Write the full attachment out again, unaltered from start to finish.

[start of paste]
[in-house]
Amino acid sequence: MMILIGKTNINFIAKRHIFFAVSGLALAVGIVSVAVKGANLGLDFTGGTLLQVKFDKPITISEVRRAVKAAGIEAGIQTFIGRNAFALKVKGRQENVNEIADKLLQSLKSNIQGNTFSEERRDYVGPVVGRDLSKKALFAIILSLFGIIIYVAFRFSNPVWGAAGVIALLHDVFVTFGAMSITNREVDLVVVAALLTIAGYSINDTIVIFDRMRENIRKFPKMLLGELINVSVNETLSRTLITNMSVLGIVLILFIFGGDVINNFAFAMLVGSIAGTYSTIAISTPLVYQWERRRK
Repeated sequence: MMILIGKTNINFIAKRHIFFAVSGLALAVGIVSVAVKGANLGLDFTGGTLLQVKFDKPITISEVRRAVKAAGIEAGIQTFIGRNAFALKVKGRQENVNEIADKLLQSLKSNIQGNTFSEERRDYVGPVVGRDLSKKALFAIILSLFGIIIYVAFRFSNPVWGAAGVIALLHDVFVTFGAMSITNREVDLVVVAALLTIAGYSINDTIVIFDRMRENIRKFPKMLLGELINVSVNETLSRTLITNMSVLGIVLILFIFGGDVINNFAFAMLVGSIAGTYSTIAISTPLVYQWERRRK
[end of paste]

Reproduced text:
[in-house]
Amino acid sequence: MMILIGKTNINFIAKRHIFFAVSGLALAVGIVSVAVKGANLGLDFTGGTLLQVKFDKPITISEVRRAVKAAGIEAGIQTFIGRNAFALKVKGRQENVNEIADKLLQSLKSNIQGNTFSEERRDYVGPVVGRDLSKKALFAIILSLFGIIIYVAFRFSNPVWGAAGVIALLHDVFVTFGAMSITNREVDLVVVAALLTIAGYSINDTIVIFDRMRENIRKFPKMLLGELINVSVNETLSRTLITNMSVLGIVLILFIFGGDVINNFAFAMLVGSIAGTYSTIAISTPLVYQWERRRK
Repeated sequence: MMILIGKTNINFIAKRHIFFAVSGLALAVGIVSVAVKGANLGLDFTGGTLLQVKFDKPITISEVRRAVKAAGIEAGIQTFIGRNAFALKVKGRQENVNEIADKLLQSLKSNIQGNTFSEERRDYVGPVVGRDLSKKALFAIILSLFGIIIYVAFRFSNPVWGAAGVIALLHDVFVTFGAMSITNREVDLVVVAALLTIAGYSINDTIVIFDRMRENIRKFPKMLLGELINVSVNETLSRTLITNMSVLGIVLILFIFGGDVINNFAFAMLVGSIAGTYSTIAISTPLVYQWERRRK